Mathematicians and engineers are often concerned with finding the minimum value of a particular mathematical function. That minimum could represent the optimal trade-off between competing criteria — between the surface area, weight and wind resistance of a car’s body design, for instance. In control theory, a minimum might represent a stable state of an electromechanical system, like an airplane in flight or a bipedal robot trying to keep itself balanced. There, the goal of a control algorithm might be to continuously steer the system back toward the minimum.

For complex functions, finding global minima can be very hard. But it’s a lot easier if you know in advance that the function is convex, meaning that the graph of the function slopes everywhere toward the minimum. Convexity is such a useful property that, in 1992, when a major conference on optimization selected the seven most important outstanding problems in the field, one of them was whether the convexity of an arbitrary polynomial function could be efficiently determined.

Almost 20 years later, researchers in MIT’s Laboratory for Information and Decision Systems have finally answered that question. Unfortunately, the answer, which they reported in May with one paper at the Society for Industrial and Applied Mathematics (SIAM) Conference on Optimization, is no. For an arbitrary polynomial function — that is, a function in which variables are raised to integral exponents, such as 13x^{4} + 7xy^{2} + yz — determining whether it’s convex is what’s called NP-hard. That means that the most powerful computers in the world couldn’t provide an answer in a reasonable amount of time.

At the same conference, however, MIT Professor of Electrical Engineering and Computer Science Pablo Parrilo and his graduate student Amir Ali Ahmadi, two of the first paper’s four authors, showed that in many cases, a property that can be determined efficiently, known as sum-of-squares convexity, is a viable substitute for convexity. Moreover, they provide an algorithm for determining whether an arbitrary function has that property.

**Downhill from here**

On the first paper, Parrilo and Ahmadi were joined by John N. Tsitsiklis, the Clarence J. LeBel Professor of Electrical Engineering, and Alex Olshevsky, a former student of Tsitsiklis’ who’s now a postdoc at Princeton University. According to Etienne de Klerk, a professor in the Department of Econometrics and Operations Research at Tilburg University in the Netherlands, the revelation that determining convexity is NP-hard is “not only interesting but quite surprising.”

"If you take any textbook of optimization that we use to teach undergrads, it will typically start, 'Let the convex optimization be given,'" de Klerk says. "All the functions are convex functions." The MIT researchers' work, he adds, will "make you view the world of optimization in a slightly different way."

To get a sense of why convexity is so useful, imagine an airplane in flight, and suppose that you have a function that relates its altitude and speed to the amount of fuel it will consume — naturally, a quantity you’d want to minimize. If the function is convex, its graph — which is three-dimensional — looks like a big bowl, and at the bottom is the combination of altitude and speed that minimizes fuel consumption. All the plane’s control algorithm has to do is find a new altitude and speed that are down the slope of the bowl, and it knows it’s heading in the right direction. But if the function isn’t convex, the graph might look like a mountain range. The minimum value might lie across several peaks and basins, and locating it could be too time consuming to do on the fly.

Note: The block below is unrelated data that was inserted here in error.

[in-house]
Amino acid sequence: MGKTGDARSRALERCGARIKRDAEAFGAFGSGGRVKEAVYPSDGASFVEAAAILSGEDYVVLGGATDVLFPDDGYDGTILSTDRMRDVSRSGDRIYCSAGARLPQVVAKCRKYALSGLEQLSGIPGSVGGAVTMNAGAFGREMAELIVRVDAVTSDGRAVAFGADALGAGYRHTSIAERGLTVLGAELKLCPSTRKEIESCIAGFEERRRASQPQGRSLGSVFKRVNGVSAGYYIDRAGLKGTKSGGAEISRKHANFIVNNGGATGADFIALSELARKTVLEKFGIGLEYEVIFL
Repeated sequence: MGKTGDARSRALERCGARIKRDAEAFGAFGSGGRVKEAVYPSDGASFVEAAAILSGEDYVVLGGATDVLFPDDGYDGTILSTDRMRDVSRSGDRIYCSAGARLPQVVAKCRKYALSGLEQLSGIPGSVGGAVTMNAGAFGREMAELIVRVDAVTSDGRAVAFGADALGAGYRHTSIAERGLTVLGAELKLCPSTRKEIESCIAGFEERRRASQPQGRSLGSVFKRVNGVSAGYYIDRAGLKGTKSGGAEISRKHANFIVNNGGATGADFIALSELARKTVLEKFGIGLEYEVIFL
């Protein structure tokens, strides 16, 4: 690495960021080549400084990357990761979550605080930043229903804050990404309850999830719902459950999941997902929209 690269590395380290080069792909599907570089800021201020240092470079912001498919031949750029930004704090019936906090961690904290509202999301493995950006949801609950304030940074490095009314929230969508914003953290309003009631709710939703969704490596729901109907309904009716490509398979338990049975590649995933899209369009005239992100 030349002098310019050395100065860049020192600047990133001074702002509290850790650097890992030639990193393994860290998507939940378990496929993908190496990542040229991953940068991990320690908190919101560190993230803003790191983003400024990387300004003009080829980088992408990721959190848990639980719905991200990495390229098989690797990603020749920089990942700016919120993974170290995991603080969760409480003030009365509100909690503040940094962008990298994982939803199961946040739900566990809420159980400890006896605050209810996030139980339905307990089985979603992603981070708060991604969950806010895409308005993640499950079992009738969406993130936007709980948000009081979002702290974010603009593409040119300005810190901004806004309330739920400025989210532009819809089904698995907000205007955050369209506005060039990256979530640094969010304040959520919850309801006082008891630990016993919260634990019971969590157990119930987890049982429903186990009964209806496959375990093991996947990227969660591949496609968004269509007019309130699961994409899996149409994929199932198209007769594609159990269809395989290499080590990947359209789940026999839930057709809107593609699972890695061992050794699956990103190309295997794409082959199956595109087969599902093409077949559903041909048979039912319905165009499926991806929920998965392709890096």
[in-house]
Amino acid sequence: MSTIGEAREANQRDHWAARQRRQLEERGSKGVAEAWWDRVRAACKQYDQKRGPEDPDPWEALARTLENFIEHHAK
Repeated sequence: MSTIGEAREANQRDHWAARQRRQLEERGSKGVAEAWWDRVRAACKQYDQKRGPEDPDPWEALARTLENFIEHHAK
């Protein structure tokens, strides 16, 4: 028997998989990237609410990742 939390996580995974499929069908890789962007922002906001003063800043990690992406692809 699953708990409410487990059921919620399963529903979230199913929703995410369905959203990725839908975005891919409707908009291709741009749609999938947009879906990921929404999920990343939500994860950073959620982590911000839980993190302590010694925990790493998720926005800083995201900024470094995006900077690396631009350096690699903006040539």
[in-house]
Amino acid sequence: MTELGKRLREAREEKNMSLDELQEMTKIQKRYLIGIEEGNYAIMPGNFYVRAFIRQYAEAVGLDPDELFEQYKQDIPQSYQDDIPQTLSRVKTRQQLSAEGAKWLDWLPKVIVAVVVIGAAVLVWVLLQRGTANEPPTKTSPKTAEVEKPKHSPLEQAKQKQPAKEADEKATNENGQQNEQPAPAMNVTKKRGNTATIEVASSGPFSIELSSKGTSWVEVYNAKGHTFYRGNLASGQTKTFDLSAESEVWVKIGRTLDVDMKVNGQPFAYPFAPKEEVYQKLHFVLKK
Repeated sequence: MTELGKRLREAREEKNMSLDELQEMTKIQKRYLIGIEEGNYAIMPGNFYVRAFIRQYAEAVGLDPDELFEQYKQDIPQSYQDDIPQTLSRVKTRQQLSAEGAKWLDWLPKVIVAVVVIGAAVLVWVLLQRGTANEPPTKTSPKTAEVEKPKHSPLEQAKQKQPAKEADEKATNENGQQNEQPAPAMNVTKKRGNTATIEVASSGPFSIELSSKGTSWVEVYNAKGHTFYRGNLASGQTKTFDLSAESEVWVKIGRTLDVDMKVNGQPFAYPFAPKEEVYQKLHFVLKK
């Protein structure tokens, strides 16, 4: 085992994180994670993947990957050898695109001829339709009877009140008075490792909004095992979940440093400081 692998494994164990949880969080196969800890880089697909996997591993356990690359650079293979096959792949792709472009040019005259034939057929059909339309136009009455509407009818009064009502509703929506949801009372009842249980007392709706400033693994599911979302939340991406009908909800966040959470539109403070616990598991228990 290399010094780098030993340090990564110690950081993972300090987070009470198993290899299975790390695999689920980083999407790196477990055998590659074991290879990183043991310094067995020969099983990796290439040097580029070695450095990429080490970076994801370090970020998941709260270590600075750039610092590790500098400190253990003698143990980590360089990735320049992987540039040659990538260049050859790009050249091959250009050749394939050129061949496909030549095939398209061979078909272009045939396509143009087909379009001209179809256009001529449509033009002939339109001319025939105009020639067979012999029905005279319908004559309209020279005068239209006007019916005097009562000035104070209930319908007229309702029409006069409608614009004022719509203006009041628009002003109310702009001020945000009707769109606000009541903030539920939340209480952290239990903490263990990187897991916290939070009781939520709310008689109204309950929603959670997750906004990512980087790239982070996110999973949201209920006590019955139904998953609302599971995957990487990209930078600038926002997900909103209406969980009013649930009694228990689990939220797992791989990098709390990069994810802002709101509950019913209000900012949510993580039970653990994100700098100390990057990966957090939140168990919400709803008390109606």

**Squaring off**

Of course, the types of functions that real control algorithms have to deal with are much more complex. But that only heightens the advantage of convexity: It guarantees that you can make an informed decision using only limited, local information. “In control theory, there’s been a big shift in recent years toward doing online optimizing,” Parrilo explains. “Now, because we have such big computational power, you can afford controllers that do things that are a lot more complicated. They actually solve optimization problems on the fly.” But, Parrilo says, “if you want to do this, you need some kind of guarantee that the decision that you’re going to take is going to be optimal, or close to optimal, and also that you can do this in a certain period of time.” Convexity provides that guarantee.

Since the circumstances surrounding the operation of an electromechanical system are constantly changing, so are the functions that describe the system’s optimal state. It would be nice to be able to tell in advance whether those functions are convex, but alas, the MIT researchers have shown that that’s not always possible.

But Parrilo and Ahmadi also proved that, for polynomial functions with few variables or small exponents, convexity is the same thing as sum-of-squares convexity, which is easy to check. (“Sum of squares” just means that a polynomial, like x^{2} – 2xy + y^{2} + z^{2}, can be rewritten as the sum of expressions raised to the power of two — in this case, (x – y)^{2} + z^{2}.)

Moreover, Ahmadi points out, in order to prove that sum-of-squares convexity is not *always* the same thing as convexity, he and Parrilo had to come up with some bizarre counterexamples that are unlikely to arise in most engineering contexts. “If you have few enough variables, say less than five or six, it’s not easy to find examples where it doesn’t work,” Ahmadi says. “So it’s pretty powerful, at least for reasonable problems.”